The success of the original Apple allowed Wozniak to immediately address essentially all of its deficiencies and thus create the Apple II. The Apple II had more RAM, sound, graphics, colour, and BASIC and a much enhanced monitor in ROM. Presented in a complete, professionally designed package including keyboard and power supply, the Apple II, along with a new bold, rainbow apple logo laid the foundations of the Apple brand. Soon after, the Disk II floppy drive and DOS 3.1 appeared, and the Apple II had matured and would retain the same basic form for several years. Open and expandable, the computer found a market with electronics enthusiasts, while its packaging and ease-of-use helped it become established as the primary education computer of the late 70s and early 80s. In addition, being the initial host for VisiCalc - the world's first spreadsheet program, the Apple II gained a foothold in the business community, an extremely valuable boost for the fledgling company.
Relatively minor changes followed as the line developed from the Apple II to the Apple II+ (mostly ROM changes), and thence to the Apple II Europlus (PAL video output - but not in colour). The first truly significant change was the arrival of the Apple IIe in 1983, containing an entirely new motherboard with many custom chips. This was followed by the Apple IIc in 1984; a compact, almost portable computer that included an internal floppy drive plus the functionality of many other standard cards (e.g. two serial cards, and 80 column text), and even supported an optional LCD screen.
The swan song of the Apple II line was the IIgs (1986-1992). Thanks to its 16 bit 65816 CPU at 2.8 MHz, and with enhanced graphics and sound, the IIgs not only retained Apple II compatibility and so was able to run most 8 bit Apple software, but also presented a Macintosh-like GUI for its 16 bit operation. I must also mention the Apple III (1980-1984). Featuring a 2 MHz 6502 CPU, the Apple III was intended to be a business machine, but retain the ability to execute Apple II software via emulation. Yet it was plagued by hardware problems, and by the time these were rectified, the opportunity was lost and Apple's reputation for quality had taken a beating. Yet, with both Lisa and Macintosh waiting in the wings, an altogether different path was waiting to be explored...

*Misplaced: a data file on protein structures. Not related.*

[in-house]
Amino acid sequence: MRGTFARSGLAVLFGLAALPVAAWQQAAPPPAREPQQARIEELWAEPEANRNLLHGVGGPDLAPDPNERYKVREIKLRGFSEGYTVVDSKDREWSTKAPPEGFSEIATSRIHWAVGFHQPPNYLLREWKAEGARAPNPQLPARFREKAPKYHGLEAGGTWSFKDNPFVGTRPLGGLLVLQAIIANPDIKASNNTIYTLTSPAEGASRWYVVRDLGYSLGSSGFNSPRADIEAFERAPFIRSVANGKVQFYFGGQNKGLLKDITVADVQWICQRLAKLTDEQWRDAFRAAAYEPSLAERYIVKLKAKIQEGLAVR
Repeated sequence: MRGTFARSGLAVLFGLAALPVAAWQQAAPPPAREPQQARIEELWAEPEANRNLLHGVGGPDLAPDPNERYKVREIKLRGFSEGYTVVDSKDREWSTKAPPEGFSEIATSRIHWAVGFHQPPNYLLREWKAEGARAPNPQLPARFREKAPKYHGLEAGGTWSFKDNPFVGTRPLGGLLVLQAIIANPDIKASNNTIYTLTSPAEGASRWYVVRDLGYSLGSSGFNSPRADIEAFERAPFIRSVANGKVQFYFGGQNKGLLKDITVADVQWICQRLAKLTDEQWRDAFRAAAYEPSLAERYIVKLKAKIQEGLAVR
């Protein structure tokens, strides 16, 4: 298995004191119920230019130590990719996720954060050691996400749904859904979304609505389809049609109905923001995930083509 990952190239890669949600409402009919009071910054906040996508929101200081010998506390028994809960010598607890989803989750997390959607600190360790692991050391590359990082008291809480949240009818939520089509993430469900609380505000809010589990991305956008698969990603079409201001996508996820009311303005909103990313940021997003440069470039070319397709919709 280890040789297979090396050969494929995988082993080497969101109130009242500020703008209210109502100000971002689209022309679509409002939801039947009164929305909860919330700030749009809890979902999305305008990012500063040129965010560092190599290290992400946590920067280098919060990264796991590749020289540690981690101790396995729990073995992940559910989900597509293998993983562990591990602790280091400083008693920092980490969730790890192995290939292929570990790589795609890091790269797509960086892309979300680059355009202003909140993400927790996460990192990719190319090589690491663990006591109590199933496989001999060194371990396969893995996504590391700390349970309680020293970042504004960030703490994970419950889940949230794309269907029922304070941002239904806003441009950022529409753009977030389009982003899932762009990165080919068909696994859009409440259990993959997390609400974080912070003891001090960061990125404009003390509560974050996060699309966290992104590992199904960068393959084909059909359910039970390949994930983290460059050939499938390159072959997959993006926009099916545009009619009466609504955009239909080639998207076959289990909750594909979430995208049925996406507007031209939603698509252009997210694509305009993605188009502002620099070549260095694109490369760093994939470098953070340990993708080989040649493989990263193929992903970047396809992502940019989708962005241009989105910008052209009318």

I also have:
Introduction | Apple | Macintosh | Expandables | Golden Age | Lost Years | G3 | Peripherals | Books | Software | Collection
The original Macintosh (now known as the Mac 128K) was, for its time, quite a strange beast. Based on an 8MHz 68000 CPU and with only 128K of RAM, it was closed and compact (particularly with respect to its desktop footprint), and came with a graphical operating system (GUI). Like its elder sibling, the Lisa, operation of the computer involved using a mouse to manipulate applications, files and folders following a desktop metaphor. However, unlike the Lisa, there was an enormous amount of operating system code built into its 64K of ROM (known as the Toolbox), and there was no alternative to using the GUI. This, in combination with the limited amount of RAM (already shared with the video) meant that Macintosh applications had to be either written in a "Macintosh" way (that is using the ROM code) or you would be unable to fit any reasonable amount of functionality into memory! This surely had programmers cursing, especially given the almost total lack of documentation for the first year or so, but it also laid the groundwork for the consistency and subsequent success of the Macintosh interface. The famous story of MacBasic provides a vivid and somewhat distressing illustration of this fact. See here for more information on this, and some other early mac anecdotes.